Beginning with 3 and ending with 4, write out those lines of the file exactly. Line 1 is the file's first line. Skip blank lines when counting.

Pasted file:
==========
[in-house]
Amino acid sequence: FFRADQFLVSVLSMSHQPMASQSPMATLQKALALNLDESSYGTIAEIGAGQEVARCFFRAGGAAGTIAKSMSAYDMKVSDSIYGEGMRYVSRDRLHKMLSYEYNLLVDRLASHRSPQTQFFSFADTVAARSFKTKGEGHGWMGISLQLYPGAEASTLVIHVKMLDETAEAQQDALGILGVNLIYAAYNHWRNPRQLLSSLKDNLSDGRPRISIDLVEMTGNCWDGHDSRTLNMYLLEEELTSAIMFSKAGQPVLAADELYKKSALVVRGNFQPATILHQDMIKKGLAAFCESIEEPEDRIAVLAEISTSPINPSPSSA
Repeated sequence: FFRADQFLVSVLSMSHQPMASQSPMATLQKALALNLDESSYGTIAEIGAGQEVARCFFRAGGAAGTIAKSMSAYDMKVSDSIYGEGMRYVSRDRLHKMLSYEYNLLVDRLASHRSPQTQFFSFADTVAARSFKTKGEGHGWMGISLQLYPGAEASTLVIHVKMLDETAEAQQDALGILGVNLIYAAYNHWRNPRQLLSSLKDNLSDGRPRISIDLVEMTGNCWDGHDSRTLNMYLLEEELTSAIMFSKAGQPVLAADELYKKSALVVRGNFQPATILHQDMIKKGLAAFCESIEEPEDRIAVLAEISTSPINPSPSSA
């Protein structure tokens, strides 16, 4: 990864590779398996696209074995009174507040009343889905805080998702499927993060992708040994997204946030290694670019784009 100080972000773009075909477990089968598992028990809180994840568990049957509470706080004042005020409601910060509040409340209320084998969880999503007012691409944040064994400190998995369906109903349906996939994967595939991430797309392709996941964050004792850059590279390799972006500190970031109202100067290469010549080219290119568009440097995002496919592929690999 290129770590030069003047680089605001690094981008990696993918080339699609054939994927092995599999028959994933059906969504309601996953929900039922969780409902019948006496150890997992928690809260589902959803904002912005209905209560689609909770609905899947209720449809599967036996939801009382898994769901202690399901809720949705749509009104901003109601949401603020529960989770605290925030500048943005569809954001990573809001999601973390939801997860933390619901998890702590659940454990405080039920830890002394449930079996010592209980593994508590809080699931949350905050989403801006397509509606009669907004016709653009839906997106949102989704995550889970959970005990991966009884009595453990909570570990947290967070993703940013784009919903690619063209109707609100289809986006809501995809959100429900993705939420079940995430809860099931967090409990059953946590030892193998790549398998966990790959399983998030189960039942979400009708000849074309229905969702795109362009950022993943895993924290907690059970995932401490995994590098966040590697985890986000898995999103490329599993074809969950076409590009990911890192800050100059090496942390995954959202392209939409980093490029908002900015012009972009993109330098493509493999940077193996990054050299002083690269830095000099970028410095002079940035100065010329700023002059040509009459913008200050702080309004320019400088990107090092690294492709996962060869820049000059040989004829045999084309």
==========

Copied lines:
Repeated sequence: FFRADQFLVSVLSMSHQPMASQSPMATLQKALALNLDESSYGTIAEIGAGQEVARCFFRAGGAAGTIAKSMSAYDMKVSDSIYGEGMRYVSRDRLHKMLSYEYNLLVDRLASHRSPQTQFFSFADTVAARSFKTKGEGHGWMGISLQLYPGAEASTLVIHVKMLDETAEAQQDALGILGVNLIYAAYNHWRNPRQLLSSLKDNLSDGRPRISIDLVEMTGNCWDGHDSRTLNMYLLEEELTSAIMFSKAGQPVLAADELYKKSALVVRGNFQPATILHQDMIKKGLAAFCESIEEPEDRIAVLAEISTSPINPSPSSA
């Protein structure tokens, strides 16, 4: 990864590779398996696209074995009174507040009343889905805080998702499927993060992708040994997204946030290694670019784009 100080972000773009075909477990089968598992028990809180994840568990049957509470706080004042005020409601910060509040409340209320084998969880999503007012691409944040064994400190998995369906109903349906996939994967595939991430797309392709996941964050004792850059590279390799972006500190970031109202100067290469010549080219290119568009440097995002496919592929690999 290129770590030069003047680089605001690094981008990696993918080339699609054939994927092995599999028959994933059906969504309601996953929900039922969780409902019948006496150890997992928690809260589902959803904002912005209905209560689609909770609905899947209720449809599967036996939801009382898994769901202690399901809720949705749509009104901003109601949401603020529960989770605290925030500048943005569809954001990573809001999601973390939801997860933390619901998890702590659940454990405080039920830890002394449930079996010592209980593994508590809080699931949350905050989403801006397509509606009669907004016709653009839906997106949102989704995550889970959970005990991966009884009595453990909570570990947290967070993703940013784009919903690619063209109707609100289809986006809501995809959100429900993705939420079940995430809860099931967090409990059953946590030892193998790549398998966990790959399983998030189960039942979400009708000849074309229905969702795109362009950022993943895993924290907690059970995932401490995994590098966040590697985890986000898995999103490329599993074809969950076409590009990911890192800050100059090496942390995954959202392209939409980093490029908002900015012009972009993109330098493509493999940077193996990054050299002083690269830095000099970028410095002079940035100065010329700023002059040509009459913008200050702080309004320019400088990107090092690294492709996962060869820049000059040989004829045999084309």